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Monday, October 19, 2009

Who's your Daddy?

Who’s your Daddy?

A question came across my doggie desk from woman who had a purebred Bernese Mountain dog which was in estrus and she mated it with another Bernese. The problem? Well, a Heinz 57 dog also got to her purebred dog so her question was, “If the male Bernese was the first to mate with her dog did that mean that he was most likely the father of the pups or could the mutt be the father and should she consider an abortion for the female.”

Thus the compilation of this article. On the left you will see a picture of my dog Babe as well as a random litter of mixed pups on the right.

I remember years ago running to the ASPCA because Pete and I saw that there were St Bernard mixed pups up for adoption. When we looked at the pups that were left from the litter, the facial mask could have represented a St Bernard, but the feet and body were very small.

“I don’t think this is a St Bernard mix.” I said.
“Sure it is!” Peter said. “Look, right here on this kennel card, St Bernard mix.”
“But the feet and body are too small.” I said.
“They wouldn’t say it’s a St Bernard if it wasn’t.” Peter replied.

Was it worth the argument? Nah, a pup is a pup, is a pup, as far as I’m concerned, I love them all!

Babe as we so fondly called her was not even close to a St Bernard! She just about came up to our knees! St. Bernard indeed!

My dog is a mix of:
Mother: Collie.
Father: Beagle, Sheltie, Cocker, Retriever, and St Bernard?

What’s up with that? When you get a mixed pup, there can be many different breeds listed on its adoption papers but can a pup have more than one father? Can the mother get pregnant by many males at once? Can a female get pregnant if there is no tie with the male? Questions, questions, questions!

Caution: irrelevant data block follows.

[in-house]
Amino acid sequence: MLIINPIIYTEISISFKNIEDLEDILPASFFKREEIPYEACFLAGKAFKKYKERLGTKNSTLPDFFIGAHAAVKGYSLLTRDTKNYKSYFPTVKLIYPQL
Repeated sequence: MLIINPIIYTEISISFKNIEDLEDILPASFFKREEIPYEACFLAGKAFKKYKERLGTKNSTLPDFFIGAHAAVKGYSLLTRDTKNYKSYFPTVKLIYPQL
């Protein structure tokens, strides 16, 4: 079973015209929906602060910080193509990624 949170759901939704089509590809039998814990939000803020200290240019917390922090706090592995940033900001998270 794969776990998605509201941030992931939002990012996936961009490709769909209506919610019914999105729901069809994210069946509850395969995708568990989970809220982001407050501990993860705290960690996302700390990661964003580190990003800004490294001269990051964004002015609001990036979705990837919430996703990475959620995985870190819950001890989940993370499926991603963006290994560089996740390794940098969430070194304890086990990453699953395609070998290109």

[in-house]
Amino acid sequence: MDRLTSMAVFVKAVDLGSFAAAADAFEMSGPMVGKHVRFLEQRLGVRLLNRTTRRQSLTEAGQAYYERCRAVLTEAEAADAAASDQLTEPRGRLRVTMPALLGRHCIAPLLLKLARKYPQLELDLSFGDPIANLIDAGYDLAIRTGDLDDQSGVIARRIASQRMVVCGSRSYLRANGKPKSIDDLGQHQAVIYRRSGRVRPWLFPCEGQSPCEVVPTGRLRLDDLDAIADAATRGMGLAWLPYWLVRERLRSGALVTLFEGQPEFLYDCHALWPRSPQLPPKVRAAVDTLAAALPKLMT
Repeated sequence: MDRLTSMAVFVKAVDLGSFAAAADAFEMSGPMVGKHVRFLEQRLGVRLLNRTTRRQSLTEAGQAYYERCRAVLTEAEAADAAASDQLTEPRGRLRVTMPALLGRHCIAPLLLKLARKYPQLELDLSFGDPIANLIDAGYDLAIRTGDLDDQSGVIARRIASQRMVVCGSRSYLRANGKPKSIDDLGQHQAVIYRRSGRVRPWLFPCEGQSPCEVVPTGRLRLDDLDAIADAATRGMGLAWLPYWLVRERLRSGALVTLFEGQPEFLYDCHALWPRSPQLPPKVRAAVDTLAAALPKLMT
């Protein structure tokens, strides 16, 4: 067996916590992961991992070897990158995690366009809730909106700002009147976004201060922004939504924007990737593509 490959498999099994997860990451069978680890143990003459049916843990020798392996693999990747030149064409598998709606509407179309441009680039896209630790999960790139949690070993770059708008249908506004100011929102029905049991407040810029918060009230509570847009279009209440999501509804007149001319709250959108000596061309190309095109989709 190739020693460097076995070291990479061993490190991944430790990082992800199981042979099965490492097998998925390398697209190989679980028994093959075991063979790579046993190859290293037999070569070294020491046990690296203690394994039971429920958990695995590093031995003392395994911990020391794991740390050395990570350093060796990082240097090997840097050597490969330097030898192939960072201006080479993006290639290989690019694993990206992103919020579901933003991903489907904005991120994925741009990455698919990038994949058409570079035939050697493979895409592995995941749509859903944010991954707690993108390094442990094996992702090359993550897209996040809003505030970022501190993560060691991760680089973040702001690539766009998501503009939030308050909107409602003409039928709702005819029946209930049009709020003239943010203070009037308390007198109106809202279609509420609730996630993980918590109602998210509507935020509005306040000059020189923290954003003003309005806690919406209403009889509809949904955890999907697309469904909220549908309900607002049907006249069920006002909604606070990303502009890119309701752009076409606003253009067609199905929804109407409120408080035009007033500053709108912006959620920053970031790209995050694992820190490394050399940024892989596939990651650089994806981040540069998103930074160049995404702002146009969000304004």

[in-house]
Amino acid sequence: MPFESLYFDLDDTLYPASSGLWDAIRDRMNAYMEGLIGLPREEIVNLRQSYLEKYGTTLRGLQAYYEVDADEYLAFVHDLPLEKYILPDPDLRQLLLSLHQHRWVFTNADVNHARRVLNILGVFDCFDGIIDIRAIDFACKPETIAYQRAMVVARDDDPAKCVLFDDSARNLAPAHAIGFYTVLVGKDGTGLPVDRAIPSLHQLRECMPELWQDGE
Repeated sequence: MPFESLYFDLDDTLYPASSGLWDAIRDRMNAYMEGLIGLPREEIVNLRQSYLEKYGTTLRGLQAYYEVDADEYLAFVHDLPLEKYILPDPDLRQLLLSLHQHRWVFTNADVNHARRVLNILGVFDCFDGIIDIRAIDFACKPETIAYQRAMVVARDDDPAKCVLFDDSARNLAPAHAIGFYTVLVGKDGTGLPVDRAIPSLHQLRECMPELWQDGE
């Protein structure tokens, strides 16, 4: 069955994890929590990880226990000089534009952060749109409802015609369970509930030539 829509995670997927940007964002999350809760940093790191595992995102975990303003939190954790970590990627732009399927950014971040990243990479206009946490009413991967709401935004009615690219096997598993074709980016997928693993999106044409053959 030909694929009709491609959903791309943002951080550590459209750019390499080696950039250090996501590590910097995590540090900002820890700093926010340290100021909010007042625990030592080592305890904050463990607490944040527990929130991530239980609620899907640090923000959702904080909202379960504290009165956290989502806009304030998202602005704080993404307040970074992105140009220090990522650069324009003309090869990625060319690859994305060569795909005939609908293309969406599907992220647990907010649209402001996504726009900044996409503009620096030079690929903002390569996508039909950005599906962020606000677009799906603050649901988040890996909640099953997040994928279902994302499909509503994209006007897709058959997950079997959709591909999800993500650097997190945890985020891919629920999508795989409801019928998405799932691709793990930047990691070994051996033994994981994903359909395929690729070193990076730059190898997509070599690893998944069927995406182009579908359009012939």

So here it goes, the dog listed with all its mixes probably doesn’t have that many breeds in it. Possible? Yes, if the mixed mutts have really made the rounds in procreating which I guess is possible with irresponsible owners, but not likely.

Can many males that mate with the female during one estrus cycle contribute to the making of one very mixed variety pup? No, while the female who is in estrus from 4-9 days and can become pregnant by more than one male at a time, there can only be one father per pup. Hmm, so who’s the father if she ties with many males? Well they can all be a father, but each would be the father of one individual egg. So the Collie can be a father of one or more in the litter, the Sheltie can father one or more, and the St Bernard can father one or more eggs and so on. Yet the pup’s heritage or mix listed on the adoption card may be named after what breed or breeds the owner saw mate with the female or by the looks and markings of the pups themselves.

So when you pick a mixed dog be aware that it can list many mixes on the card, but there would be only one father no matter how many mated with the female. The male’s sperm lay in wait a day or two until the female’s eggs mature and make their way down the uterine horns then all the surviving male sperm which has been hanging out on the sidelines, make a mad dash toward the eggs to fertilize them. Who reaches the eggs first is anybody’s guess; it could be the first dog she mated with or the last. I guess it depends on how strong and fast the swimmers are!

Do dogs actually have to tie to make puppies ? Nah, there is such a thing called slip mating so if the male ejaculates at the right place at the right time, some of his swimmers still have a fair shot at getting a dog pregnant, however breeders would prefer to see a tie take place.
You can read about slip mating here.

In recent years DNA tests have been made available for dogs so one can see what breeds of dog make up their mix. Is there importance to know this? Well, it may answer some potential health questions as some breeds may be prone to certain diseases. It may also answer that question, why is my dog so hyper? Or the opposite, why is my dog so lazy? I guess it comes down to the importance to each individual owner and the price they want to pay to find out. These tests can cost anywhere from 49 dollars and up. You can get a kit online or pick one up at Pet Smart.

DNA kits

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